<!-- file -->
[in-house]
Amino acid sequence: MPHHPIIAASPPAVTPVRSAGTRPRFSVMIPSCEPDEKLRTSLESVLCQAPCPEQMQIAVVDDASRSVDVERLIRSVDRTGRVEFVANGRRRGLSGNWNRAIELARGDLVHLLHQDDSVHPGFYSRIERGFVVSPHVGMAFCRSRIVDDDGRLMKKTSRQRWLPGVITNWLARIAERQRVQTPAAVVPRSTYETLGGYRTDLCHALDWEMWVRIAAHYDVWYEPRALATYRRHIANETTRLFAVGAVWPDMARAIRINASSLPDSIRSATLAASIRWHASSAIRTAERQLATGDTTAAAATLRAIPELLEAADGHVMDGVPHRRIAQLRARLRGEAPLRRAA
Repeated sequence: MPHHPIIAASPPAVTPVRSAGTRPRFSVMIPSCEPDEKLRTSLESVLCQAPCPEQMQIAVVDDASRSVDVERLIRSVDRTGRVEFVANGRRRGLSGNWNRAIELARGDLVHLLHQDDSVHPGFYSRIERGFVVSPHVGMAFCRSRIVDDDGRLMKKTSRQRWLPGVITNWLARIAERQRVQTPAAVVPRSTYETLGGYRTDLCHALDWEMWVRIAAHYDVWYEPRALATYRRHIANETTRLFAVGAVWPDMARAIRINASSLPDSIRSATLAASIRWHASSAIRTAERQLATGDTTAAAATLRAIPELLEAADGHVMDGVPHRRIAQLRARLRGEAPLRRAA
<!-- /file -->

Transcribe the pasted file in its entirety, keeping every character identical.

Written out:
[in-house]
Amino acid sequence: MPHHPIIAASPPAVTPVRSAGTRPRFSVMIPSCEPDEKLRTSLESVLCQAPCPEQMQIAVVDDASRSVDVERLIRSVDRTGRVEFVANGRRRGLSGNWNRAIELARGDLVHLLHQDDSVHPGFYSRIERGFVVSPHVGMAFCRSRIVDDDGRLMKKTSRQRWLPGVITNWLARIAERQRVQTPAAVVPRSTYETLGGYRTDLCHALDWEMWVRIAAHYDVWYEPRALATYRRHIANETTRLFAVGAVWPDMARAIRINASSLPDSIRSATLAASIRWHASSAIRTAERQLATGDTTAAAATLRAIPELLEAADGHVMDGVPHRRIAQLRARLRGEAPLRRAA
Repeated sequence: MPHHPIIAASPPAVTPVRSAGTRPRFSVMIPSCEPDEKLRTSLESVLCQAPCPEQMQIAVVDDASRSVDVERLIRSVDRTGRVEFVANGRRRGLSGNWNRAIELARGDLVHLLHQDDSVHPGFYSRIERGFVVSPHVGMAFCRSRIVDDDGRLMKKTSRQRWLPGVITNWLARIAERQRVQTPAAVVPRSTYETLGGYRTDLCHALDWEMWVRIAAHYDVWYEPRALATYRRHIANETTRLFAVGAVWPDMARAIRINASSLPDSIRSATLAASIRWHASSAIRTAERQLATGDTTAAAATLRAIPELLEAADGHVMDGVPHRRIAQLRARLRGEAPLRRAA